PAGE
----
This is the summary notes of the important terms and concepts in Chapter 5 of the book COMMUNICATIONS ELECTRONICS by Louis E. Frenzel. This book introduces basic communication concepts and circuits, including modulation techniques, radio transmitters and receivers. It also discusses antennas and microwave techniques at a technician level and covers data communication techniques (modems, local area networks, fiber optics, satellite communication) and advanced applications (cellular telephones, facsimile and radar). The work is suitable for courses in Communications Technology. The notes are properly synchronized and concise for much better understanding of the book. Make sure to familiarize this review notes to increase the chance of passing the ECE Board Exam.
Frequency Modulation Circuits
1. The component most widely used for FM or PM is the varactor diode or voltage variable capacitor (VVC).
2. A VVC is a specially designed silicon junction diode optimized for large capacitive variations.
3. A reverse-biased junction diode will act as a small capacitor where the depletion region is the dielectric.
4. The capacitance of a varactor is inversely proportional to the reverse-biased voltage amplitude.
5. The most common frequency modulators use a varactor to vary the frequency of an LC circuit or crystal in accordance with the modulating signal.
6. A reactance modulator is an amplifier that is made to appear inductive or capacitive by phase shift. It is used to produce wide deviation direct FM.
7. Crystal oscillators are preferred for their frequency stability over LC oscillators, but only very small frequency deviation is possible with crystal oscillators.
8. An IC VCO produces excellent deviation FM at frequencies below 1 MHz.
9. In a phase modulator, the carrier is shifted in phase in accordance with the modulating signal. This produces indirect FM.
10. One of the best phase modulators is a parallel tuned circuit controlled by a varactor.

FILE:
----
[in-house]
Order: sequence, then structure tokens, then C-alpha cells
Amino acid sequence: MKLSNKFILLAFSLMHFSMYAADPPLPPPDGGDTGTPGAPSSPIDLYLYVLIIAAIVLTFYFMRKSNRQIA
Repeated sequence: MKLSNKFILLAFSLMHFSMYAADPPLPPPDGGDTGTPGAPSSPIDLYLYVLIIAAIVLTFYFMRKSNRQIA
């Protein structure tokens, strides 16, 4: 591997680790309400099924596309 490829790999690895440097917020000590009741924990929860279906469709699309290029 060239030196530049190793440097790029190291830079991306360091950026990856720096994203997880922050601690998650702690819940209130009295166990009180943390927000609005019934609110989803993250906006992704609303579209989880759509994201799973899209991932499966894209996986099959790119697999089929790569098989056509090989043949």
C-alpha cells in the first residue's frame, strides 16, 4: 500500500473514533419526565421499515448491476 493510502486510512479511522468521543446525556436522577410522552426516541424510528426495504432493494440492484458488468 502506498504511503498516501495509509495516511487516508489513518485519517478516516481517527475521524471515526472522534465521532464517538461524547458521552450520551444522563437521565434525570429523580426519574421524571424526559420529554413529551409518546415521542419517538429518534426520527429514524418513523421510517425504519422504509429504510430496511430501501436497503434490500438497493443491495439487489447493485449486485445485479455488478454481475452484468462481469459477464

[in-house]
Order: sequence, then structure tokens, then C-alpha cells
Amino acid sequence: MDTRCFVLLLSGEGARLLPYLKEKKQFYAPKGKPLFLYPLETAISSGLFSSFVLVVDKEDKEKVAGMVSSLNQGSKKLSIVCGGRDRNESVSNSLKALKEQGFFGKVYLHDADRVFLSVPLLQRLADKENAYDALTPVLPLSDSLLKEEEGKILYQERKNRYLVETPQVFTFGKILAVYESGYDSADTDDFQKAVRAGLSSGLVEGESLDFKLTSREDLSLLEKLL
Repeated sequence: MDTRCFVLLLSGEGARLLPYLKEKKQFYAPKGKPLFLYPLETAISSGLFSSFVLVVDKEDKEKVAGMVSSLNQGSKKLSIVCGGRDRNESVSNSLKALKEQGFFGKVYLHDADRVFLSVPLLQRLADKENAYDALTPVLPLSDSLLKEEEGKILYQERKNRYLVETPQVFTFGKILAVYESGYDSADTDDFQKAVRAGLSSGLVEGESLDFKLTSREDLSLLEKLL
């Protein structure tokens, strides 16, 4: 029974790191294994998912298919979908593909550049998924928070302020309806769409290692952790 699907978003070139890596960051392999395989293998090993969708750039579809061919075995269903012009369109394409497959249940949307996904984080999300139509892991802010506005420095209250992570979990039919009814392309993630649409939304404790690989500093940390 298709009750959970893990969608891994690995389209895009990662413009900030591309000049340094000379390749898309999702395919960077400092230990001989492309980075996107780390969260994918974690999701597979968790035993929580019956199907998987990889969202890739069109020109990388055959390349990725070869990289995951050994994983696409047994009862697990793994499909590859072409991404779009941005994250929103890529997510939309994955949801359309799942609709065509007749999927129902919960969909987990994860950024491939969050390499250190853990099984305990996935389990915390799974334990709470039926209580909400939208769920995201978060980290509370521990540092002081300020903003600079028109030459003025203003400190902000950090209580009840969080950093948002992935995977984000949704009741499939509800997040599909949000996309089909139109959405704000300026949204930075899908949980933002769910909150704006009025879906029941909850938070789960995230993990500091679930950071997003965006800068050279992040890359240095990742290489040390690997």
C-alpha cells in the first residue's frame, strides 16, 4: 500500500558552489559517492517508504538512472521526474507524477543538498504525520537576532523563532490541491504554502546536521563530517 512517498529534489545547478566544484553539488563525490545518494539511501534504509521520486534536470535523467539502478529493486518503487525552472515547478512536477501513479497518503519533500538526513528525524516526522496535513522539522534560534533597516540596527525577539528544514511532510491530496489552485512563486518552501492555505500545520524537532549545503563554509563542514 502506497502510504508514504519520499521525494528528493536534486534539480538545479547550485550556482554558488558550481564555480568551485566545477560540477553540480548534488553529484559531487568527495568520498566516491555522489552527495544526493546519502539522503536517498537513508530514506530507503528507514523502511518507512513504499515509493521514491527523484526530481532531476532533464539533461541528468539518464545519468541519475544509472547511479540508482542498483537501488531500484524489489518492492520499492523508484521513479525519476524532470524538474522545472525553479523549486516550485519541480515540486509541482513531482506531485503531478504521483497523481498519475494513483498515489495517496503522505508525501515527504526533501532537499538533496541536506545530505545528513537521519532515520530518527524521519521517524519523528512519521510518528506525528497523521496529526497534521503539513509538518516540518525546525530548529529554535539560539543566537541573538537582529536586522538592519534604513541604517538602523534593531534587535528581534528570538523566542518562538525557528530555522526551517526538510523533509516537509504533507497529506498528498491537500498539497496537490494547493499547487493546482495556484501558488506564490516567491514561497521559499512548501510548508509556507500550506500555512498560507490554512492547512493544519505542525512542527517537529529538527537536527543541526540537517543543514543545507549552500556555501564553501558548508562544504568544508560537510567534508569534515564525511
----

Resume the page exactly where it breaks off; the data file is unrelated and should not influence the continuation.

11. Most phase modulators produce very small amounts of frequency deviation.
12. Frequency deviation and carrier frequency can be increased by passing them through a frequency multiplier.
13. One of the oldest and best frequency demodulators is the Foster-Seeley discriminator that is a phase detector whose output voltage increases or decreases with phase changes produced by input frequency deviation.
14. A Foster-Seeley discriminator is sensitive to input amplitude variations and, therefore, must be preceded by a limiter.
15. A variation of the Foster-Seeley discriminator is the ratio detector widely used in older TV receiver designs. A primary advantage of the ratio detector is that no limiter is needed.
16. A pulse-averaging discriminator converts an FM signal into a square wave of identical frequency variation using a zero crossing detector, comparator, or limiter circuit. This circuit triggers a one shot that produces pulses that are averaged in a low pass filter to reproduce the original modulating signal.
17. A quadrature detector uses a unique phase shift circuit to provide quadrature (90°) FM input signals to a phase detector. The phase detector produces a different pulse width for different phase shifts. These pulse width variations are averaged in a low-pass filter to recover the modulating signal.
18. Quadrature detectors are available in IC form and are one of the most widely used TV audio demodulators.
19. A differential peak detector is an IC FM demodulator that uses a differential amplifier and capacitive storage peak detectors plus tuned circuits to translate frequency variations into voltage variations.
20. A phase-locked loop (PLL) is a feedback control circuit made up of a phase detector, voltage controlled oscillator (VCO), and low-pass filter. The phase detector compares an input signal to the VCO signal and produces an output that is filtered by a low-pass filter into an error signal that controls the VCO frequency.
21. The PLL is synchronized or locked when the input and VCO frequencies are equal. Input frequency changes cause a phase or frequency shift which, in turn, produces an error signal that forces the VCO to track the input and reduce their difference to zero.
22. The range of frequencies over which a PLL will track an input is called the lock range. If the input strays outside, the lock range, the PLL will go out of lock and the VCO will operate at its free-running frequency.
23. The capture range of a PLL is that narrow band of frequencies over which a PLL will recognize and lock onto an input signal. The capture range is narrower than the lock range and it makes the PLL look like a bandpass filter.
24. The PLL is the best frequency demodulator because its filtering action removes noise and interference and its highly linear output faithfully reproduces the original modulating signal.